The great Saint John Chrysostom described what lies at the heart of our mission as believers.  “Would you honor Christ’s body?  Then do not permit him to be despised in his members, that is, in the poor who are in need of clothes.  Do not honor him here in church clothed in silk, while outside, you neglect him when he is cold and has no clothes.  …  What advantage is it to Christ if the altar is covered with gold vessels while he himself is starving in his poor?  First, feed those who are hungry and only then, adorn the altar with what remains.”

In reflecting upon the Eucharist, Pope Francis put it best as he reminds us that the Eucharist is not solely food for the journey to heaven.  In giving of his very life for our salvation, Jesus also considers the journey we engage here on earth.  “Sometimes,” Pope Francis noted, “there is the risk of confining the Eucharist to a vague dimension, bright and perfumed with incense, but distant from the straits of everyday life.  …  Our Eucharistic adoration comes alive when we take care of our neighbor like Jesus does.  …  We need to eat but we also need to feed others.”

So here we are, sisters and brothers, disciples of Jesus trying to find our way – seeking to encounter the presence of God and, in so doing, to discover some sense of peace and consolation.  Like the two disciples on the road to Emmaus on the very day of the resurrection, may we be wise and humble enough to maintain an attitude of openness to experiencing God – yes, in the breaking of the bread of life – but also through hospitality and service of those lives that God entrusts to our care – lives that give flesh and blood to the presence of the risen Jesus and lives that have the power to set our hearts on fire with God’s love.


Priests’ Anniversary of Ordination Mass – June 6, 2024
2 Timothy 2, 8-15  —  Mark 12:28-34 

Jesus was asked a single question in today’s gospel to which he gave two answers.  “Which is the first of all the commandments?”  …  “Love the Lord your God with all your being – and love your neighbor as yourself.” 

In combining two commandments from the Old Testament, one from the book of Deuteronomy and the other from the book of Leviticus – love of God and love of neighbor – Jesus, in effect, provides us with a blueprint for authentic discipleship.  Yes, love God as the author of life and salvation.  But recognize that through the incarnation, the human person has been given the grace to reflect God, having been created in God’s very image and likeness, and thereby deserving the same selfless, sacrificial love that we attempt to return to the author of life.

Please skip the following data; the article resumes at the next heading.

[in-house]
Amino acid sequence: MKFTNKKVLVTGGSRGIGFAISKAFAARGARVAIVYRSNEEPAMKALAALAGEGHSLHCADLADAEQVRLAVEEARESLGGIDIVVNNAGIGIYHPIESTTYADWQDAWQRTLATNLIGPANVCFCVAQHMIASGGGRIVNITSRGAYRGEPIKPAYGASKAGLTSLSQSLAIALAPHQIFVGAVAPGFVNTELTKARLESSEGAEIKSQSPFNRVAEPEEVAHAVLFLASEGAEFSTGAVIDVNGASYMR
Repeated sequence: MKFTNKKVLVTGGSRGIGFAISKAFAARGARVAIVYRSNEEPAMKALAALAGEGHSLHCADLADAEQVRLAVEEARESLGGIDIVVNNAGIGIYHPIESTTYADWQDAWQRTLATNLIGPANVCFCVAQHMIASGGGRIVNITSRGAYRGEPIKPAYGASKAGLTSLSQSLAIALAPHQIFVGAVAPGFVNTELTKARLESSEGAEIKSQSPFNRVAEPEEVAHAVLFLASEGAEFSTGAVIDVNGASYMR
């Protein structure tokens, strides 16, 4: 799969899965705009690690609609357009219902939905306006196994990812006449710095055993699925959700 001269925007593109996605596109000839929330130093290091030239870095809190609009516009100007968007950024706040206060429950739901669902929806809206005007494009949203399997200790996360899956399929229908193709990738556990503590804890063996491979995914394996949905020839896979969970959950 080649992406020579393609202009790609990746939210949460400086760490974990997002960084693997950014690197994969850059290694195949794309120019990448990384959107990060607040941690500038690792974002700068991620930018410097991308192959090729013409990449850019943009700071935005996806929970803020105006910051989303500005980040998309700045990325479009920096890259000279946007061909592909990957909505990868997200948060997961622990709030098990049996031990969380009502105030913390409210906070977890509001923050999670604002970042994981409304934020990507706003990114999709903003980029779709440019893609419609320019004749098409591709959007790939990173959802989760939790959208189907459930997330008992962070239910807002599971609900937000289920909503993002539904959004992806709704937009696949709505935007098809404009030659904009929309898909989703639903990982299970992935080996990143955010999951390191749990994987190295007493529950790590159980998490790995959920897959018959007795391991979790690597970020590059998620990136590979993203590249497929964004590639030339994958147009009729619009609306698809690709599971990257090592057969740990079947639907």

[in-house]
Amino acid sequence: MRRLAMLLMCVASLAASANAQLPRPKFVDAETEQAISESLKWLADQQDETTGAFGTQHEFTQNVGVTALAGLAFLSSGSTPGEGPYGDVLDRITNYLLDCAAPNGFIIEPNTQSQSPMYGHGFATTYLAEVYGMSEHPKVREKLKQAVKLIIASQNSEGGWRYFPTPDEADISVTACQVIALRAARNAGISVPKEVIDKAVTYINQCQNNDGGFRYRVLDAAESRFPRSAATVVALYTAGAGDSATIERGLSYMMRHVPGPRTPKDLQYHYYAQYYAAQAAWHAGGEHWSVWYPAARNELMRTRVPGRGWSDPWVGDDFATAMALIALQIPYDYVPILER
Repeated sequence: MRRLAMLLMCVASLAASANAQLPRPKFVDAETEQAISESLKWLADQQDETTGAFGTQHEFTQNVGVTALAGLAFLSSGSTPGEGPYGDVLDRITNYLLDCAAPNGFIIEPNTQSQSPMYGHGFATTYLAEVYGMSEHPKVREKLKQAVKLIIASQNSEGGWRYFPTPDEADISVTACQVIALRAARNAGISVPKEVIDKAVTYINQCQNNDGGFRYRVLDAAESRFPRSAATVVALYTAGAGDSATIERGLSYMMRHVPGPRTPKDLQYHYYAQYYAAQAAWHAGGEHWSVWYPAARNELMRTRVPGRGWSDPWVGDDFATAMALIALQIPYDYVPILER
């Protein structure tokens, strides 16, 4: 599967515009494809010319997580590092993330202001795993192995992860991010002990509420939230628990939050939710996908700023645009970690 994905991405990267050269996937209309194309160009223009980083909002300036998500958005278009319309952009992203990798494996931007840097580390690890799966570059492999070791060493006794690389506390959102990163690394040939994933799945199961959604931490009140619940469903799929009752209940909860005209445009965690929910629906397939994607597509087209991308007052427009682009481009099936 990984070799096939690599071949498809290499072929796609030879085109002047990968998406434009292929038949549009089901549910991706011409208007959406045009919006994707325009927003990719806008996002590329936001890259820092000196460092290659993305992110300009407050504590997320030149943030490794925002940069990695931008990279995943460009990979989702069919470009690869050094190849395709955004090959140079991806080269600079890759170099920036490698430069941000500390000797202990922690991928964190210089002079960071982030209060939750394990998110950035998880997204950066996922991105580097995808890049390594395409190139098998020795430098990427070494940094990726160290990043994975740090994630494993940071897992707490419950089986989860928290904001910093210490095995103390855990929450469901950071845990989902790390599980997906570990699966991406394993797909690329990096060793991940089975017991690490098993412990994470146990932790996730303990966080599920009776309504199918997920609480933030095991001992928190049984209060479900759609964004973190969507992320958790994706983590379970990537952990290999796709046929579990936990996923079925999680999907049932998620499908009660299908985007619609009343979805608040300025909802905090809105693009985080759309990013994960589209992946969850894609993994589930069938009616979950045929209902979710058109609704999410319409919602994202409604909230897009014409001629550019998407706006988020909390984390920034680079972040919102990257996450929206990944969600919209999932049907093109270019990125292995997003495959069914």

Simply put, how do we love God whom we cannot see when we can’t seem to respect or love the neighbor whom we see every day.  Recall the words from the 25th chapter of Saint Matthew’s gospel and the judgment of the nations, “Lord, when did we see you hungry or thirsty or naked or ill or in prison?”  And we know the answer, don’t we?  “Whatever you did for one of these least brothers or sisters of mine, you did for me.”

Today, the Church of Scranton has the privilege of honoring a number of priests who have not only understood the heart of the great commandment that Jesus shares in today’s gospel – but who have lived it well in their service of the People of God.  …  We have the privilege of honoring a group of men who have sought to love selflessly, patterning their lives on the life and love of Jesus, and in the process have brought so many of us to a deeper sense of meaning, life and peace in our lives.